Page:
Anyone who has met or talked to Robert Newhouse for more than a minute has a story about the man whose halfback option pass to Golden Richards resulted in a touchdown in Super Bowl XII. It helped the Cowboys beat the Broncos 27-10 for their second Lombardi Trophy.
He was a part of Cowboys history. But for many of us, he was so much more. He was a man we were lucky enough to call a friend.
From revisiting the fields at Cal Lutheran College and reminiscing about Cowboys training camp in the 1970's to simply chatting with him in the hallways of Valley Ranch, House (as we all called him) was always willing to answer questions or offer a kind word.
Not Wanting To Let Down Coach Landry
Hearing him describe Cowboys training camp at Cal Lutheran College remains a highlight of my professional career. For a story for Cowboys TV in the early 2000's, I along with House, the late John Chang and Chris Behm visited CLC to get his impression of the Cowboys training camp home two decades later.
We walked the path House and his teammates took day after day from the dorms to the practice fields. He admitted that the path seemed longer and hotter during those training camp days in the 1970's than it actually was. We toured the exact dorm he shared with teammates. We saw the desk where he studied his playbook.
He described the pain his body felt during camp as he tried to get back in shape for the season. It was the soreness so many of us feel after pushing ourselves. He wouldn't let that pain stop him. He didn't want to be the player who let down Coach Landry by being a step slow in practice. He reiterated that "not disappointing Coach Landry concept" a number of times during our tour of CLC.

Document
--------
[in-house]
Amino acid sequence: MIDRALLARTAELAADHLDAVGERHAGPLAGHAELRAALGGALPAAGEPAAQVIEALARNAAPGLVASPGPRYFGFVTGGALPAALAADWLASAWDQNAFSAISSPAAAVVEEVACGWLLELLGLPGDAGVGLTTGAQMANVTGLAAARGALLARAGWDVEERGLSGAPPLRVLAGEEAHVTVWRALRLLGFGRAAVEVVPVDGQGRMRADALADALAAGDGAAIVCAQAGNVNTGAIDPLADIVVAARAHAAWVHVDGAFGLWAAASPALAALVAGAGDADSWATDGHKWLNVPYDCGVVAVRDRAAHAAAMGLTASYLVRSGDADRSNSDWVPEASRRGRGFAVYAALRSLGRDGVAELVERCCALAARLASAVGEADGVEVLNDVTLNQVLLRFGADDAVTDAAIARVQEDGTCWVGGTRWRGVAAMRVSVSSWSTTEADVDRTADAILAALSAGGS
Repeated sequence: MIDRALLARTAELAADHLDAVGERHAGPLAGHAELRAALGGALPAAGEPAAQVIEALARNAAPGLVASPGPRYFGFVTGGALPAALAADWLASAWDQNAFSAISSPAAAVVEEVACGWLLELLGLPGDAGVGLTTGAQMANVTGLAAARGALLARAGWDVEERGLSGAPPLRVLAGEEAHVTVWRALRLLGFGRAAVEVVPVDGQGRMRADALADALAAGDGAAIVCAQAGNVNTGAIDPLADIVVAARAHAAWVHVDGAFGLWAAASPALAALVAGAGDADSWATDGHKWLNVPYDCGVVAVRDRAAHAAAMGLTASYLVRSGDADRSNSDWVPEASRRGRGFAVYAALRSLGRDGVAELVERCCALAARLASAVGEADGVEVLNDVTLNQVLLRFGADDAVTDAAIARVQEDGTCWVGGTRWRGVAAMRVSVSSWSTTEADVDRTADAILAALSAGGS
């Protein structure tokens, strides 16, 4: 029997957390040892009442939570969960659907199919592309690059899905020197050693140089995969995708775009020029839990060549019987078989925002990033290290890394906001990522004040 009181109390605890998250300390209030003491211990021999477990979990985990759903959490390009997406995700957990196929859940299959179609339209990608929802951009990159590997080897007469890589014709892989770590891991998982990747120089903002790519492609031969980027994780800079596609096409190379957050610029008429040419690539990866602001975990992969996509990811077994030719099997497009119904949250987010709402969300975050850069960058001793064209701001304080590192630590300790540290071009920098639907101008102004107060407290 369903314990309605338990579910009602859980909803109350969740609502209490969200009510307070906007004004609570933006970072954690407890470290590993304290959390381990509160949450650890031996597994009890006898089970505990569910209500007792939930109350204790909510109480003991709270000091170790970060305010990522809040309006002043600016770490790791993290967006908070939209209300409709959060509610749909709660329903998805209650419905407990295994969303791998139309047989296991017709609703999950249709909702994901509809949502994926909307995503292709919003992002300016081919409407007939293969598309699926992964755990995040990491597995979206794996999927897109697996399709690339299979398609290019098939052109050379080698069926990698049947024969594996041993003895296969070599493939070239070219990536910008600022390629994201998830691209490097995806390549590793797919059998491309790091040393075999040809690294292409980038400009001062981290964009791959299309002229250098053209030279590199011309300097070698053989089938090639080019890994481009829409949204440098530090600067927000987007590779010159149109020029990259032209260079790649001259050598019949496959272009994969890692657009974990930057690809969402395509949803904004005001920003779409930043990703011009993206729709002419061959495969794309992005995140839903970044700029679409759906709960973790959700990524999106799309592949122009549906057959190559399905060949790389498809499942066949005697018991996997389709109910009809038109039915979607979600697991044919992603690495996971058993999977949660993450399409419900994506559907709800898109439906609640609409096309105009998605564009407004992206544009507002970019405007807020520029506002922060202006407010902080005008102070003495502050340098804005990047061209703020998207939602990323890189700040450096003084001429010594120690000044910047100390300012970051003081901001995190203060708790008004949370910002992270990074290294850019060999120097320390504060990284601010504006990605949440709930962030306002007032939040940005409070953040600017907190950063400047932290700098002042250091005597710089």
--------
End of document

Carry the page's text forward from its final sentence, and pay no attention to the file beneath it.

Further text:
I am not sure that matters to many players today.
One Last Visit
The last time I saw Robert Newhouse was about two years ago. He suffered a stroke in 2010. He was not the strong man with those powerful running back's thighs we all grew to love. He didn't have the strength to be that man, yet he was true to who he was: kind, warm and generous.
Understanding this could be one of our final visits, I selfishly reminded him of some of the sillier experiences we've had: a random dinner with John and Chris at El Pollo Loco, coffee with a certain Pro Football Hall of Famer at the Beverly Hills Hotel along with countless Valley Ranch visits dominated by me pestering him about aspects of the game. He has helped me understand more about the NFL than I ever deserved to know.
It's so easy to romanticize those Cowboys players of the 1970's. I have had the good fortune of meeting most of them. They're all great guys. Robert Newhouse, though, was perhaps one of the best: a genuine man who cared. A person who made an impression. An impression that lasts a lifetime.